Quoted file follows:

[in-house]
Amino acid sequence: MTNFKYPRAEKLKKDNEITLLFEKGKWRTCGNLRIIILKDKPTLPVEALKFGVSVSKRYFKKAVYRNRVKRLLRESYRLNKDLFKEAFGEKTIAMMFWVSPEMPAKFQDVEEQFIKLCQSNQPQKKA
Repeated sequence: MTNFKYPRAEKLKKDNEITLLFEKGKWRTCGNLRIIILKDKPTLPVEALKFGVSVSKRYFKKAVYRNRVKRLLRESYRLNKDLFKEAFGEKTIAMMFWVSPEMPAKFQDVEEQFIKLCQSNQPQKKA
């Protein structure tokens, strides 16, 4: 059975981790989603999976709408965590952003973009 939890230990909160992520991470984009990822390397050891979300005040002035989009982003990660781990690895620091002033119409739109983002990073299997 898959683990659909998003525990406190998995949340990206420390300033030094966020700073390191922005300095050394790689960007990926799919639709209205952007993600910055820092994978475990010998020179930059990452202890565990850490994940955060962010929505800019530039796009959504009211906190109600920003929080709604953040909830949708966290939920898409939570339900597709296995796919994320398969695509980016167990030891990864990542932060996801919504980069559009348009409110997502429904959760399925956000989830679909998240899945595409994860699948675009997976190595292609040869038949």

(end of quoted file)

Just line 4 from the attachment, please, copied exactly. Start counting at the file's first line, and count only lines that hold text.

């Protein structure tokens, strides 16, 4: 059975981790989603999976709408965590952003973009 939890230990909160992520991470984009990822390397050891979300005040002035989009982003990660781990690895620091002033119409739109983002990073299997 898959683990659909998003525990406190998995949340990206420390300033030094966020700073390191922005300095050394790689960007990926799919639709209205952007993600910055820092994978475990010998020179930059990452202890565990850490994940955060962010929505800019530039796009959504009211906190109600920003929080709604953040909830949708966290939920898409939570339900597709296995796919994320398969695509980016167990030891990864990542932060996801919504980069559009348009409110997502429904959760399925956000989830679909998240899945595409994860699948675009997976190595292609040869038949």